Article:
The recent decision of Mrs Justice Moulder in Euro Pools plc v Royal and Sun Alliance Insurance plc  EWHC 46 (Comm) considered various coverage issues that can arise in the context of professional indemnity insurance policies. This article focuses on just one: notification.
Notification: an introduction
Professional indemnity insurance is a species of ‘claims-made’ insurance. This means that the insurer’s obligation to indemnify is triggered not by the occurrence of a loss (the ascertainment of the insured’s liability to a third party), but by the prior occurrence of a third party making a claim against the insured. The rationale for this is that insured would otherwise struggle to renew cover: if a claim is made in year 1, the insured would have to disclose it to the insurer when renewing for year 2 (the duty of fair presentation under section 3 of the Insurance Act 2015), but the insurer would either refuse to cover the risk or would charge an exorbitant premium for doing so. If, however, the making of the claim against the insured were the trigger for cover, the year 1 policy would respond, and the problem would fall away.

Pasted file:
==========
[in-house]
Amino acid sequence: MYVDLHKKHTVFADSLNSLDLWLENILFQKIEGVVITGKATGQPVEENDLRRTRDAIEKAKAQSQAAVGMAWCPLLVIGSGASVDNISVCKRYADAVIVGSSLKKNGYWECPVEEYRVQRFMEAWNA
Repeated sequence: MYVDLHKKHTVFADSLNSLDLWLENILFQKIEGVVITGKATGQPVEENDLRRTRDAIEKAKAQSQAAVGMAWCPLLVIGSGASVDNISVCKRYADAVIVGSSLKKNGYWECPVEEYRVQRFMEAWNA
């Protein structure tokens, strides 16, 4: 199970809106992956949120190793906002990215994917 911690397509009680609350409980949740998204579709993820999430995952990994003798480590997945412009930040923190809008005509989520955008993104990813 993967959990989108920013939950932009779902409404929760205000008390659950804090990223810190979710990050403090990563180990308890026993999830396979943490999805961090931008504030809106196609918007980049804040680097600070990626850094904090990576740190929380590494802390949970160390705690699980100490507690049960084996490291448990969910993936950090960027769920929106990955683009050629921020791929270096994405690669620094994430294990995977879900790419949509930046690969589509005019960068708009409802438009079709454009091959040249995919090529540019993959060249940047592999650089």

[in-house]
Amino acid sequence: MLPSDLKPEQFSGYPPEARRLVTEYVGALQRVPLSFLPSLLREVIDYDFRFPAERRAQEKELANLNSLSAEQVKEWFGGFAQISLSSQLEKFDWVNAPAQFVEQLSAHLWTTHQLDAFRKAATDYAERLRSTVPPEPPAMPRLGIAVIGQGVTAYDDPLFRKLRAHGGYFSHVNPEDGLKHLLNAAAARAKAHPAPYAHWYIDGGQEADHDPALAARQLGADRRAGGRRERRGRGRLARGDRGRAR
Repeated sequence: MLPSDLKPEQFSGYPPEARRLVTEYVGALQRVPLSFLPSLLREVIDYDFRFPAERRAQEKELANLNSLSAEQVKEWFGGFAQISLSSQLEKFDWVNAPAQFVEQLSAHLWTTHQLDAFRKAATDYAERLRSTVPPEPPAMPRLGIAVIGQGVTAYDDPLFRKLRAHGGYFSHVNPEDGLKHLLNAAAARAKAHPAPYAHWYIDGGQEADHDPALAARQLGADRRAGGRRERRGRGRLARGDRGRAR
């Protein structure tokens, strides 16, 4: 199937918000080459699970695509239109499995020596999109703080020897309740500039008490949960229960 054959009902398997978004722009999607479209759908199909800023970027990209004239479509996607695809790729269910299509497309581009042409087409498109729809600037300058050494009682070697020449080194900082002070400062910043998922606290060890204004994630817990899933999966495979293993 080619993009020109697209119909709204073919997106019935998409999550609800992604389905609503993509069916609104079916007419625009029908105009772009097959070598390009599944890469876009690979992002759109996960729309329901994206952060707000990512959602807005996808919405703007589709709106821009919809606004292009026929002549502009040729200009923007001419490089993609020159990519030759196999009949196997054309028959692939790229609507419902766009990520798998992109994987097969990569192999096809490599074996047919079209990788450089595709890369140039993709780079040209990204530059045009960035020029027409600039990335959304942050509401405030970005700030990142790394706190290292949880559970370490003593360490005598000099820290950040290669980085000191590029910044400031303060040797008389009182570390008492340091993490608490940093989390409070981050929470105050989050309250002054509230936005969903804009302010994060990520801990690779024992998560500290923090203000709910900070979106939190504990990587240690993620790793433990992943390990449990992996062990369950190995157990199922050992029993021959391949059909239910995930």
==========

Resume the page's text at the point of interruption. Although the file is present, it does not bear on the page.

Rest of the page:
Read Tom Bell’s full article